Many factors affect the role of private and public schools. One of the main differentiating factors is how schools are funded. Public schools rely mainly on local, state, and federal government funds. Private schools are mostly assisted by tuition payments and sometimes by funds from other non-public sources like, endowments, religious organizations, grants, and charitable donations. In some other states, private schools can also receive public funds for certain services (Choy, 1998). In other words, public schools are governmentally funded therefore; being free to all students while private schools charge tuition to every student and are not governmentally funded. Since, Private schools do not receive government funding and must raise their own funds the private school officials get more flexibility into running schools as they see fit. Whereas, public schools must follow strict rules announced by elected school board members.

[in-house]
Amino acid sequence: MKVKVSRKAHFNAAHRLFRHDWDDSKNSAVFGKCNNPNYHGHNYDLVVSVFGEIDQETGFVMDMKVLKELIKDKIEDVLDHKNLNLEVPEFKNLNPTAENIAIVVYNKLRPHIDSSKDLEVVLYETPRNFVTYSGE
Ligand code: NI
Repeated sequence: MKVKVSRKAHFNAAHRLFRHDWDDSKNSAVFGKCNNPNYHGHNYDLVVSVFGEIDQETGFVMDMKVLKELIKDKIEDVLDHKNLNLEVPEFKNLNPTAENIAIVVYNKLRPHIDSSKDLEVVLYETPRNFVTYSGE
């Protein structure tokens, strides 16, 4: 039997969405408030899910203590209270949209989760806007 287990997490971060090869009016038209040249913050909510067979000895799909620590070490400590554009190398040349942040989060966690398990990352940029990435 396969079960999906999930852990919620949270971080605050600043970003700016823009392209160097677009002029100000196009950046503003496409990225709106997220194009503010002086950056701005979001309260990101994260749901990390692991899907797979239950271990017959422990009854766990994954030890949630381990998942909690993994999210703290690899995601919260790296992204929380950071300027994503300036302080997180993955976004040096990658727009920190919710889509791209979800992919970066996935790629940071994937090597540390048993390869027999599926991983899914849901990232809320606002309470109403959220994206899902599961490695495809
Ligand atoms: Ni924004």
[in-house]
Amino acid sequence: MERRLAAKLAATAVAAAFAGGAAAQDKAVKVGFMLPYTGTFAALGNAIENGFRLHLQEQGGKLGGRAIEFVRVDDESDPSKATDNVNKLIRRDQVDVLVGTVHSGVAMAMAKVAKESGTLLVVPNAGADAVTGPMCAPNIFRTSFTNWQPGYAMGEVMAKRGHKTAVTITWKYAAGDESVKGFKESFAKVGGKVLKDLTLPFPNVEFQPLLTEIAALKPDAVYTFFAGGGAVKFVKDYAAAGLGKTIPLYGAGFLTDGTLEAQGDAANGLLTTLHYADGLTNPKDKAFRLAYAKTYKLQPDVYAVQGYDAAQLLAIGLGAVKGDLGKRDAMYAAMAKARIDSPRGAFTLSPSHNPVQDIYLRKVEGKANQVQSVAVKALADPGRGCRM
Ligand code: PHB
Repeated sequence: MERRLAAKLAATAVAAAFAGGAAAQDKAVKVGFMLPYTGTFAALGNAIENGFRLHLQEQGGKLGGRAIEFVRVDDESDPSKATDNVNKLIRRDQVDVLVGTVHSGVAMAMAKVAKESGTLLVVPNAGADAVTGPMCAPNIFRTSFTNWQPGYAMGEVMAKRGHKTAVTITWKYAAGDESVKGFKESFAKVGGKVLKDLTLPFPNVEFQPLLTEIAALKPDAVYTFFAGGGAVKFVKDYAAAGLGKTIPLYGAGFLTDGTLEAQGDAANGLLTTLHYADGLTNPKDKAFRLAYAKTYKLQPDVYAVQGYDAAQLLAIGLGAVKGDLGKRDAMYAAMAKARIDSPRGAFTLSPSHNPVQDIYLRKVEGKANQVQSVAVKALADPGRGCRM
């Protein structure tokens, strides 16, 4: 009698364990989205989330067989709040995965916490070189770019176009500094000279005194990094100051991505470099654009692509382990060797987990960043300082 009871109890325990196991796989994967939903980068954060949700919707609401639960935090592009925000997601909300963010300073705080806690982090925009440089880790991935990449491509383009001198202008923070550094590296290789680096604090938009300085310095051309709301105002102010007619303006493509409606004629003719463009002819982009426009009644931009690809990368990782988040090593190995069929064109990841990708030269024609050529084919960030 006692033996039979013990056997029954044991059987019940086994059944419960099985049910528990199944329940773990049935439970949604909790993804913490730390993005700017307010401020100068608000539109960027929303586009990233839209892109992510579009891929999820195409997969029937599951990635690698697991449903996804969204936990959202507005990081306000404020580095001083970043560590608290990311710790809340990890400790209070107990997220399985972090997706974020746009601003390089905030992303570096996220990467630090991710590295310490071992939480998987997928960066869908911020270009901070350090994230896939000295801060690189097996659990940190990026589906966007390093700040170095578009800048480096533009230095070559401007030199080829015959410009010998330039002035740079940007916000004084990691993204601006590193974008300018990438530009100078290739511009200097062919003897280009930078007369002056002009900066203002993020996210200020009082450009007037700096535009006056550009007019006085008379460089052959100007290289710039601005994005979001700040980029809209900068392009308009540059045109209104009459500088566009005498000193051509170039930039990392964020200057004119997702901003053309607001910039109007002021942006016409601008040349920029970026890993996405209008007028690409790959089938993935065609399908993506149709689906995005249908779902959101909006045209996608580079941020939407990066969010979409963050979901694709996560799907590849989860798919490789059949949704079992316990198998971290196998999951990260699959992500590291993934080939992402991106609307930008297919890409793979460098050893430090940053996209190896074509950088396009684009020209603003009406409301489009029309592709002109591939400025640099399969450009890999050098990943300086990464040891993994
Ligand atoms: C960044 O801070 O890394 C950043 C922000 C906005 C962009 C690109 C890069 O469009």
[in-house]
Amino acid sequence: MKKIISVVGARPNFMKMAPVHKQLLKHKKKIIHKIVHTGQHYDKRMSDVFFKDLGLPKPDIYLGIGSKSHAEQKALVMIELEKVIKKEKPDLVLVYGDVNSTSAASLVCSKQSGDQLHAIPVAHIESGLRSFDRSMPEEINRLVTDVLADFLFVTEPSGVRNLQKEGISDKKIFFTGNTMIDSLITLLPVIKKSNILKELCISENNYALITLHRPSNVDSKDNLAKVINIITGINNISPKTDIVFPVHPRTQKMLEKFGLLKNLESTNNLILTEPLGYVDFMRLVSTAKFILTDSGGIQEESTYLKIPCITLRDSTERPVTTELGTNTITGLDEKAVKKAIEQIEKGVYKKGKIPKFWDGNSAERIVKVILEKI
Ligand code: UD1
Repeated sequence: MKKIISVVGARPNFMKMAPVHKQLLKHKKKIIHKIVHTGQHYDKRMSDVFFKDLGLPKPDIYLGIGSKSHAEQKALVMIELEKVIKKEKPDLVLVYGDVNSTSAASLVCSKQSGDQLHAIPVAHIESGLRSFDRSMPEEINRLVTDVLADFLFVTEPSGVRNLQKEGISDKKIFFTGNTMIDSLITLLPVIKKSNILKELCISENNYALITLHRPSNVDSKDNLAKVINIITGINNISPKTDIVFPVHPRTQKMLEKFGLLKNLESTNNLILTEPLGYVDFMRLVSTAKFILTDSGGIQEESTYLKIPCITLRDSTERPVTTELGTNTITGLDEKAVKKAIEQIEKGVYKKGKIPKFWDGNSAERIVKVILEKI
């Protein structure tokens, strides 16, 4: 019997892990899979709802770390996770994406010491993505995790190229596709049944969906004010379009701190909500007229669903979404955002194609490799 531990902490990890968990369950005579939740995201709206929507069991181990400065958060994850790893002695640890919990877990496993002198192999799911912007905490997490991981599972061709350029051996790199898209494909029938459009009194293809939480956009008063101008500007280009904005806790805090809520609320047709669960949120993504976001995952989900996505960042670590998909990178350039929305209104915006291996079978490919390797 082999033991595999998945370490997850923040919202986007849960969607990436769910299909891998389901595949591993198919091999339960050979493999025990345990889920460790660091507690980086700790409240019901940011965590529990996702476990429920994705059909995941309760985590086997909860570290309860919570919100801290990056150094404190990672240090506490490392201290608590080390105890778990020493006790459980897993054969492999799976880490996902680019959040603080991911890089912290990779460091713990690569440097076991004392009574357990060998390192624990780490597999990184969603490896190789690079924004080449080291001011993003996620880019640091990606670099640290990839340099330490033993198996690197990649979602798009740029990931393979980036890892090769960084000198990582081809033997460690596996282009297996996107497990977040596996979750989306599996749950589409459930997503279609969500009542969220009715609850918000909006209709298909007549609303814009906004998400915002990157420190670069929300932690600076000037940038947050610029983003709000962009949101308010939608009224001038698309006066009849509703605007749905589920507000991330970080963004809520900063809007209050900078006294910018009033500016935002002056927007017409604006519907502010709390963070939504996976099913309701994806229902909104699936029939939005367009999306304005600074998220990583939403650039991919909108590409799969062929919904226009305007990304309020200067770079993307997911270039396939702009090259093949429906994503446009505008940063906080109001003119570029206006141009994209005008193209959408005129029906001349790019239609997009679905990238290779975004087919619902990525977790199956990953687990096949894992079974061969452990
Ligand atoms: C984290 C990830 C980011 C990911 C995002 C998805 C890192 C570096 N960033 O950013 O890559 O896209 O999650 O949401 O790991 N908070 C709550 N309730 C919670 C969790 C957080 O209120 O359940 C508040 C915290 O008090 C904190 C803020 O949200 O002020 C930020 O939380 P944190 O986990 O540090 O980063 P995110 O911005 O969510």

Students’ academic achievement depends greatly on the nature and experience of teachers. Its crucial to know that private and public schooling varies in teacher pay. The ability of schools to hire and retain excellent instructors is of great character and is fundamentally linked to relative teacher pay. According to the National Center for Education Statistics, in 2011-12 the gap between full time teachers in public and private schools differed greatly. In public schools alone, the mean salary for a teacher was about $53,070 dollars. With a doctorate degree in public schools, the mean salary was about $60,230 dollars. In private schools, the mean salary for teachers was about $40,200 dollars. With a doctorate degree, the average was $52,590 dollars. The variance in pay from the mean salary is nearly $34,893 dollars. Teachers pay varies depending on the level of experience but based on these statistics even with a doctorate degree public schools pay more than private schools. Although, private school teachers get paid less than public school teachers it has been reported that private school teachers are more likely to be satisfied with their working conditions.